4:34 P.M.

Canzon carefully set the two Styrofoam coffee cups on the round table and stuck a hand into his coat pocket. Pruitt mumbled his thanks as he continued to peruse documents, and Samuel slid an envelope on top of the page his colleague was reading.

Ryan titled his head inquisitively, eyeing the envelope. "What's this?" he asked.

Detective Canzon took his seat and nodded towards the small white packet. "That's a very interesting letter from a Mr. Alexander Lazreg, Tunisian diplomat, sent to our diplomat friend, Malik Ubadah."

Pruitt parted the already-torn seal and slipped a folded sheet out of the envelope. "What's it say?" he asked, even though he still unfolded it and began to scan its contents.

"Mr. Lazreg thanks Ubadah for a payment and talks about something going down on December 21st."

"The same night as the murder."

"Bingo." Canzon took a sip of his coffee and leaned back into his chair. "He never explicitly says what he is going to do, but it's just too much of a coincidence."

"You find anything else in the apartment?"

"Oh yeah." Canzon flashed a huge grin. "Jack Welsh left numerous messages at this guy's house, totally freaked out after his ex-wife was murdered."

"Then what are you so happy about?" Pruitt grumbled. "These diplomats are completely immune from us, man, and Welsh's defense team will just use those phone messages to beat a murder rap."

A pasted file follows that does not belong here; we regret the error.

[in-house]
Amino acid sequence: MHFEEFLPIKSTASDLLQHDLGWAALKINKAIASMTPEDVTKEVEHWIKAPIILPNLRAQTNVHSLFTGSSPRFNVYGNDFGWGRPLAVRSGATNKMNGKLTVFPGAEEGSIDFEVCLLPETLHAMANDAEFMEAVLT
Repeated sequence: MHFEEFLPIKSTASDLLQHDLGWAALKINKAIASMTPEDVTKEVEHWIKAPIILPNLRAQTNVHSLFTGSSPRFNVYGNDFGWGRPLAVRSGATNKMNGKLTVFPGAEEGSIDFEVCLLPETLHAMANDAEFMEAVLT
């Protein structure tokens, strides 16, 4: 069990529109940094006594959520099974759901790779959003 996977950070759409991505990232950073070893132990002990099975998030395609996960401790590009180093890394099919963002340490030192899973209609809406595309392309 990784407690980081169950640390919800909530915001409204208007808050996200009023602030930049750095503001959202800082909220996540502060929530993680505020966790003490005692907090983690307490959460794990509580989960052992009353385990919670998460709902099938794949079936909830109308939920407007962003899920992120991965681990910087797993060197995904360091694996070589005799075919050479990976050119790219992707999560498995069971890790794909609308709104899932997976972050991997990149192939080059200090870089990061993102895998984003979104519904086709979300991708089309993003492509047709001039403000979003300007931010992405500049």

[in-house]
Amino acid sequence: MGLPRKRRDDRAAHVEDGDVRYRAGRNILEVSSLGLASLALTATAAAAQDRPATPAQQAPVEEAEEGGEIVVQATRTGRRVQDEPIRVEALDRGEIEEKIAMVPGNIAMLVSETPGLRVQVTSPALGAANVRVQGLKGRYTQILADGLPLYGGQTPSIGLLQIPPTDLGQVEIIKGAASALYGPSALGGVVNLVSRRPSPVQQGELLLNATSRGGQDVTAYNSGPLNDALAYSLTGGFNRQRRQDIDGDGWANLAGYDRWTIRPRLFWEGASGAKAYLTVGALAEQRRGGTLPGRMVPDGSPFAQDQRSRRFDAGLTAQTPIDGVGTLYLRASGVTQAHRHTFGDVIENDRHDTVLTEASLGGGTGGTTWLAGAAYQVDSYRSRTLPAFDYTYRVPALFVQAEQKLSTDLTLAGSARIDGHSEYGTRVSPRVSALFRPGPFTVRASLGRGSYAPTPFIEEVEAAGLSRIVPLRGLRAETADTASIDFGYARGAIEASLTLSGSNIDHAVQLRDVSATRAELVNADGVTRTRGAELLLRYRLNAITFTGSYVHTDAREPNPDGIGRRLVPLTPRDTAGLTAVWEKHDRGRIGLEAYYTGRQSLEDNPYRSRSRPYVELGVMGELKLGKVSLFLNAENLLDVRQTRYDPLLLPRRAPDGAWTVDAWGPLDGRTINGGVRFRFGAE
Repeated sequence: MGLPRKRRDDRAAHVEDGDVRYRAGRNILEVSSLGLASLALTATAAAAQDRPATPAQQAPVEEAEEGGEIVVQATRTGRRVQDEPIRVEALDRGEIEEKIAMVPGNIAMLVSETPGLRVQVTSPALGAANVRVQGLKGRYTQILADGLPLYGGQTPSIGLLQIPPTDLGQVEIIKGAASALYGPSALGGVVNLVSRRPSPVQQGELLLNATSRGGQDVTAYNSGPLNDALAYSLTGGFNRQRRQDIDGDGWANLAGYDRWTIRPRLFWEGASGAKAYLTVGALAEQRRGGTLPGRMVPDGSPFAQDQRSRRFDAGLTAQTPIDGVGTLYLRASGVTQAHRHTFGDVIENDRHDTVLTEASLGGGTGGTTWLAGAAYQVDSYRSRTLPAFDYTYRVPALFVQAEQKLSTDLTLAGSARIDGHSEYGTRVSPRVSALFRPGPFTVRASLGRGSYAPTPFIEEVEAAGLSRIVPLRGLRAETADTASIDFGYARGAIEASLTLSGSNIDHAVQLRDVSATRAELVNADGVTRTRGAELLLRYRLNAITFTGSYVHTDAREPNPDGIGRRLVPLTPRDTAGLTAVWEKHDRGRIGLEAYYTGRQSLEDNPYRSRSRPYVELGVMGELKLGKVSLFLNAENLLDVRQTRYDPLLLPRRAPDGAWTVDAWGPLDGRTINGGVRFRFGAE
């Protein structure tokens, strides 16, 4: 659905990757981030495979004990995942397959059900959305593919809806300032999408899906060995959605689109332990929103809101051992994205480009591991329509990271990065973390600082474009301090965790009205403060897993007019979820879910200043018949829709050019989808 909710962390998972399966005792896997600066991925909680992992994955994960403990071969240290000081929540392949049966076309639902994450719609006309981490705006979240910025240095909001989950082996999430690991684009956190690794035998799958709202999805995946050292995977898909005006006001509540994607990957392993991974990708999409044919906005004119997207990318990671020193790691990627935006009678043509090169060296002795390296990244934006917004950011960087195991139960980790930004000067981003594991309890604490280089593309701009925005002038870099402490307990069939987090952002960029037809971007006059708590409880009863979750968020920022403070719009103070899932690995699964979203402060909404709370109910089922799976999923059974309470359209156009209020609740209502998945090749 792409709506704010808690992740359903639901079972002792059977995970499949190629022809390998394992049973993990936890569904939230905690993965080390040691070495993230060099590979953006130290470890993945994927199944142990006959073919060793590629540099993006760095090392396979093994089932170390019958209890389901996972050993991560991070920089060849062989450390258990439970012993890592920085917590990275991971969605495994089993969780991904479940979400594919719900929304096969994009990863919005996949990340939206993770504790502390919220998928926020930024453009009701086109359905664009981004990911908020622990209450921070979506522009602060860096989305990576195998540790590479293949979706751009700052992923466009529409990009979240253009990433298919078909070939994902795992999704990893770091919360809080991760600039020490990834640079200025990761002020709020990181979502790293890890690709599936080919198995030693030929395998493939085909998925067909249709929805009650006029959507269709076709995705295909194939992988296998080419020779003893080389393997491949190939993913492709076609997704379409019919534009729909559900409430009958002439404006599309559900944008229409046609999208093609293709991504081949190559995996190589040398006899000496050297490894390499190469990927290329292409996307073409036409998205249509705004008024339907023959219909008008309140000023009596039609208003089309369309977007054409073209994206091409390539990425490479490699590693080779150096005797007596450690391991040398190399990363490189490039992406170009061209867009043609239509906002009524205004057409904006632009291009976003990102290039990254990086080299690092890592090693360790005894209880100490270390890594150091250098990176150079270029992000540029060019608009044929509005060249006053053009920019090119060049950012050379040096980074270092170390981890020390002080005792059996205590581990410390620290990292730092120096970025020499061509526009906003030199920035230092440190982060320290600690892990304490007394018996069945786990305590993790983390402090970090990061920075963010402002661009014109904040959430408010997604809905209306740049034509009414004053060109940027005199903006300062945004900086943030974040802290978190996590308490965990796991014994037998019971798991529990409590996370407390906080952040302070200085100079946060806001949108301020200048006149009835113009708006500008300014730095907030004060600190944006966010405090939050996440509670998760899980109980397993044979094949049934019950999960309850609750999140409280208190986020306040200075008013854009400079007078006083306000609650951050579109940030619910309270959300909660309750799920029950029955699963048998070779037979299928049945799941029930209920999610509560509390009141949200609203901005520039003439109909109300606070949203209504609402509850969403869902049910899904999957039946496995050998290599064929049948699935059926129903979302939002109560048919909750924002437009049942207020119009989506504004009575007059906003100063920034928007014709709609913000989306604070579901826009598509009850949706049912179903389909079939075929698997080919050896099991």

Samuel shook his head slightly, still grinning. "No, no. Here's what I'm thinking." He leaned in close to the table, as if to reveal an earth-shattering secret. "Welsh hires Ubadah to kidnap his son. Ubadah in turn hires this Lazreg guy, pockets a tidy profit. Something goes wrong during the kidnapping, and Alicia Browning is shot and killed."

"Felony murder," Pruitt breathed.

"Exactly. Murder in the act of a kidnapping-for-hire. It doesn't matter whether or not Welsh intended for it to happen, we can still lay the felony murder charge on him."

"That's absolutely excellent thinking, Sam." Pruitt looked down at the documents he had been reading minutes before. "It plays perfectly with these records I've been looking at. Welsh had his custodial rights terminated during the divorce proceedings, after he failed to show up in court."

"Judge figured if he can't show up for a court date, he's gotta be an unfit father."

"Right." Pruitt rifled though the sheets of paper, soon latching onto the one he sought. "Then, less then a year later, Alicia Browning goes to court again, this time to change her son's name from Matthew Welsh to Clayton Browning."

Canzon folded his hands and closed his eyes, musing. Pruitt watched him silently for a moment before averting his gaze and awkwardly shuffling his papers. "She wasn't trying to hide him," Samuel finally said, startling his fellow detective. "If she did, her name would've changed too, and the kids last name wouldn't have been changed to Browning."

"So then what was she doing?"

"Erasing an unpleasant reminder of the past? Keeping her kid in the dark about his father? I don't know Ryan, I'm just throwing out ideas."